Being a mathematician, I am sure Fr. Nebres kept track of measurable impact of Ateneo’s centralized kitchen interventions.
On the volunteerism that Ateneo was able to mobilize, Fr. Nebres said of the mothers’ shared stories on their experiences as kitchen volunteers, “most important, their hearts were open.”
Governor Tyron Uy of Compostela province shared a report which detailed the provincial government’s contributions to the Bayanihan para sa Kalusugan (local counterpart of GK’s Kusina ng Kalinga): 14 central kitchens, 17 drivers, 17 vehicles, 950 liters fuel allocation per week and honorarium for some kitchen staff.
Mayor Mariano Martinez of San Remigio town was passionate when he described his heartfelt experiences in helping feed the hungry kids in the town’s schools. Mayor Martinez disclosed that San Remigio has set up two central kitchens from which 5,256 children are being fed each school day. During the summer break, San Remigio continues to feed 1,745 kids in Day Care Centers and Supervised Neighborhood Play areas (for 2-3-year-old kids). Toby Florendo, volunteer coordinator for GK in Cebu gave credit to many private sector volunteers including executives and BPO agents such as those from Tech Mahindra who gave of their spare time to do menial work in the centralized kitchens.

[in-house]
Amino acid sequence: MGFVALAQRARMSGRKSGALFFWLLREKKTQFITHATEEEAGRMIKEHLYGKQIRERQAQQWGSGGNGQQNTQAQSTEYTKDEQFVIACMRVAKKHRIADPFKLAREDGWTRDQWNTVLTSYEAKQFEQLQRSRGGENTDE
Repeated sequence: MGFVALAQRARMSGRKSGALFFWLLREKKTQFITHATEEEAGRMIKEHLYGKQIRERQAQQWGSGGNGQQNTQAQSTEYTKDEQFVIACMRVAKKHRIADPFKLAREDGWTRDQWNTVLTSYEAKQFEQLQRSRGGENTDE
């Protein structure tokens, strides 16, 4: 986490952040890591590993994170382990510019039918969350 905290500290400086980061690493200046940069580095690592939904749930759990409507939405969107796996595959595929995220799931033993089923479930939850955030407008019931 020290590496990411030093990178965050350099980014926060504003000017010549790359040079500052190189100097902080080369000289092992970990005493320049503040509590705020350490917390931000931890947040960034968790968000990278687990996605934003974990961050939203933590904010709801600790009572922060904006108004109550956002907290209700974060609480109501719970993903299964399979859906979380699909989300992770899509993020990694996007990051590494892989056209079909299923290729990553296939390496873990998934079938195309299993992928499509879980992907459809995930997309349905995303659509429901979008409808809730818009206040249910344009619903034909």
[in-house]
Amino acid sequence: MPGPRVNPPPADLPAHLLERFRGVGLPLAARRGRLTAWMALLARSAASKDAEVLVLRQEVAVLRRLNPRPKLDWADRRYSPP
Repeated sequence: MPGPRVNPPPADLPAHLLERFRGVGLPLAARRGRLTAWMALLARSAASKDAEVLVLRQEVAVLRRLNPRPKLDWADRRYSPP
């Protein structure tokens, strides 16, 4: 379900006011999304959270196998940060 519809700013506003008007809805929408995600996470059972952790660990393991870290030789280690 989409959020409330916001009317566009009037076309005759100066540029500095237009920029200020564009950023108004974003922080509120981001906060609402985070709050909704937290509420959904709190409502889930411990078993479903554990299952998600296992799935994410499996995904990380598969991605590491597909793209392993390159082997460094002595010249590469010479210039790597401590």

Following the replicable model demonstrated successfully in San Remigio, Cebu province will launch the program in three other towns notably Samboan where there is the highest malnutrition and child stunting rates:
During the End Hunger Summit, GK Cebu distributed Pledge forms with check lists providing options in number of meals to be funded from signatory’s donations. Each meal in Cebu costs P15. Therefore, P15 x 22 days x 10 months totals P3,300 to feed one child a year. GK Cebu can be reached at tel. no. (032) 266-1288. Other options are to volunteer as kitchen crew in one of the KnK Kitchens, or to initiate fund-raising activity for Kusina ng Kalinga (Kusina sa Kahimsug ug Pag-amuma in Cebu). For other areas, GK’s Kusina ng Kalinga can be reached through e-mail (firstname.lastname@example.org).
We have found the formula. We can end hunger sooner rather than later by getting involved with time, talent, and/or treasure. The business community can make a huge difference.
In her closing remarks at the End Hunger Summit last week, Jobel Davide, wife of Governor Hilario Davide III and KKP ambassador cited a quote from Nelson Mandela, “Overcoming poverty is not an act of charity; it is an act of justice.”
Teresa S. Abesamis is a former professor at the Asian Institute of Management and an independent development management consultant.